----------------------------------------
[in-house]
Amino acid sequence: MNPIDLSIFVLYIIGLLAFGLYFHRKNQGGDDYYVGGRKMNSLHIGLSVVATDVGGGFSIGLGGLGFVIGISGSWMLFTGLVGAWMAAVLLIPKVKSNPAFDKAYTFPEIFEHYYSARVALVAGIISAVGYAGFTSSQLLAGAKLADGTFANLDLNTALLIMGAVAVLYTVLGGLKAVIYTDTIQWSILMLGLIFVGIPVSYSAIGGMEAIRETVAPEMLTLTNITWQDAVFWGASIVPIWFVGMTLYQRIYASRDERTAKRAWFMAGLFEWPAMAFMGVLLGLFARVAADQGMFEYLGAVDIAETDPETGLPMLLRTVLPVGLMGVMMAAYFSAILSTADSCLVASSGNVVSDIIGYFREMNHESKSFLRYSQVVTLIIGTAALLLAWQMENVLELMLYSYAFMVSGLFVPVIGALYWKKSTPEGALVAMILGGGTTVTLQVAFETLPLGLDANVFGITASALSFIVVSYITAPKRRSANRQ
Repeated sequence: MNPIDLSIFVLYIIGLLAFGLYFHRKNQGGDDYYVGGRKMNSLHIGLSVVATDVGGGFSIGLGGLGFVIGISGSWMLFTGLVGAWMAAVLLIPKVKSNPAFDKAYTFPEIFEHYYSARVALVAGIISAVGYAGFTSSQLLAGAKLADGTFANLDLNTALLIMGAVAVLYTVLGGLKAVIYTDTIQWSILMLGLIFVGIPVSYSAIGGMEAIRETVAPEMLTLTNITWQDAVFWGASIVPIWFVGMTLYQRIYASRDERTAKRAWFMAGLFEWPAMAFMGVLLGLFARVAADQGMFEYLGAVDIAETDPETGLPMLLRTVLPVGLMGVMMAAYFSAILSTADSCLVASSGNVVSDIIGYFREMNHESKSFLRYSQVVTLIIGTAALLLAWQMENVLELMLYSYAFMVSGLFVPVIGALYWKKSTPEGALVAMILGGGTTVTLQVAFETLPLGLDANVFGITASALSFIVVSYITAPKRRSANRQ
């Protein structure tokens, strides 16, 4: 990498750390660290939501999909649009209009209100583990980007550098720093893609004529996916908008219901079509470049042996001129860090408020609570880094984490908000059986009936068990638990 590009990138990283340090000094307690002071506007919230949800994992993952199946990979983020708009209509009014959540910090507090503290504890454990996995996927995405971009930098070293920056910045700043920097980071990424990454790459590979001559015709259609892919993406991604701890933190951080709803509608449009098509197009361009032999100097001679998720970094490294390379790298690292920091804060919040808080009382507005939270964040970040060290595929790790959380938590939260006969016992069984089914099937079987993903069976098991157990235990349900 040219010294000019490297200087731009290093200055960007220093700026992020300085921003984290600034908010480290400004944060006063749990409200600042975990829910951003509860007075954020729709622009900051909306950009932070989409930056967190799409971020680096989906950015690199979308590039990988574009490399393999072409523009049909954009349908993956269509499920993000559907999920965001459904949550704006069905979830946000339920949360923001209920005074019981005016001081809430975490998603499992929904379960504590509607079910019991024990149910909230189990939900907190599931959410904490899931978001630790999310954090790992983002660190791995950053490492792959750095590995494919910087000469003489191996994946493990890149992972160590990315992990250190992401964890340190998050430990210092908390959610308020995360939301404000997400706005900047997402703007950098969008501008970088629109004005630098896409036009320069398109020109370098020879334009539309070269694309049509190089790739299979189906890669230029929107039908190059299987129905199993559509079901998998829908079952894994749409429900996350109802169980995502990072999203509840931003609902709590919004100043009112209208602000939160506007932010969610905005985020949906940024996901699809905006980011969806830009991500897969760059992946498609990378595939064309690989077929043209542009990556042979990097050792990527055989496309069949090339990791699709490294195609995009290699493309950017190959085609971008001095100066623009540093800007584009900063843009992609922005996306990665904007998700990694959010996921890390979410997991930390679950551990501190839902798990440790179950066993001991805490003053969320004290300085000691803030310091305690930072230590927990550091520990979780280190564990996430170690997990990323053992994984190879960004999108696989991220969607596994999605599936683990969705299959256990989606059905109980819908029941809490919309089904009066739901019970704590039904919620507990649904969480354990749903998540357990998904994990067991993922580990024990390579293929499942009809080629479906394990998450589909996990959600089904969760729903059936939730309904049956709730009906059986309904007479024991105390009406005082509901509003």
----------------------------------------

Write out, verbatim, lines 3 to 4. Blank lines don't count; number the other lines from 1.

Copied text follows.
Repeated sequence: MNPIDLSIFVLYIIGLLAFGLYFHRKNQGGDDYYVGGRKMNSLHIGLSVVATDVGGGFSIGLGGLGFVIGISGSWMLFTGLVGAWMAAVLLIPKVKSNPAFDKAYTFPEIFEHYYSARVALVAGIISAVGYAGFTSSQLLAGAKLADGTFANLDLNTALLIMGAVAVLYTVLGGLKAVIYTDTIQWSILMLGLIFVGIPVSYSAIGGMEAIRETVAPEMLTLTNITWQDAVFWGASIVPIWFVGMTLYQRIYASRDERTAKRAWFMAGLFEWPAMAFMGVLLGLFARVAADQGMFEYLGAVDIAETDPETGLPMLLRTVLPVGLMGVMMAAYFSAILSTADSCLVASSGNVVSDIIGYFREMNHESKSFLRYSQVVTLIIGTAALLLAWQMENVLELMLYSYAFMVSGLFVPVIGALYWKKSTPEGALVAMILGGGTTVTLQVAFETLPLGLDANVFGITASALSFIVVSYITAPKRRSANRQ
């Protein structure tokens, strides 16, 4: 990498750390660290939501999909649009209009209100583990980007550098720093893609004529996916908008219901079509470049042996001129860090408020609570880094984490908000059986009936068990638990 590009990138990283340090000094307690002071506007919230949800994992993952199946990979983020708009209509009014959540910090507090503290504890454990996995996927995405971009930098070293920056910045700043920097980071990424990454790459590979001559015709259609892919993406991604701890933190951080709803509608449009098509197009361009032999100097001679998720970094490294390379790298690292920091804060919040808080009382507005939270964040970040060290595929790790959380938590939260006969016992069984089914099937079987993903069976098991157990235990349900 040219010294000019490297200087731009290093200055960007220093700026992020300085921003984290600034908010480290400004944060006063749990409200600042975990829910951003509860007075954020729709622009900051909306950009932070989409930056967190799409971020680096989906950015690199979308590039990988574009490399393999072409523009049909954009349908993956269509499920993000559907999920965001459904949550704006069905979830946000339920949360923001209920005074019981005016001081809430975490998603499992929904379960504590509607079910019991024990149910909230189990939900907190599931959410904490899931978001630790999310954090790992983002660190791995950053490492792959750095590995494919910087000469003489191996994946493990890149992972160590990315992990250190992401964890340190998050430990210092908390959610308020995360939301404000997400706005900047997402703007950098969008501008970088629109004005630098896409036009320069398109020109370098020879334009539309070269694309049509190089790739299979189906890669230029929107039908190059299987129905199993559509079901998998829908079952894994749409429900996350109802169980995502990072999203509840931003609902709590919004100043009112209208602000939160506007932010969610905005985020949906940024996901699809905006980011969806830009991500897969760059992946498609990378595939064309690989077929043209542009990556042979990097050792990527055989496309069949090339990791699709490294195609995009290699493309950017190959085609971008001095100066623009540093800007584009900063843009992609922005996306990665904007998700990694959010996921890390979410997991930390679950551990501190839902798990440790179950066993001991805490003053969320004290300085000691803030310091305690930072230590927990550091520990979780280190564990996430170690997990990323053992994984190879960004999108696989991220969607596994999605599936683990969705299959256990989606059905109980819908029941809490919309089904009066739901019970704590039904919620507990649904969480354990749903998540357990998904994990067991993922580990024990390579293929499942009809080629479906394990998450589909996990959600089904969760729903059936939730309904049956709730009906059986309904007479024991105390009406005082509901509003």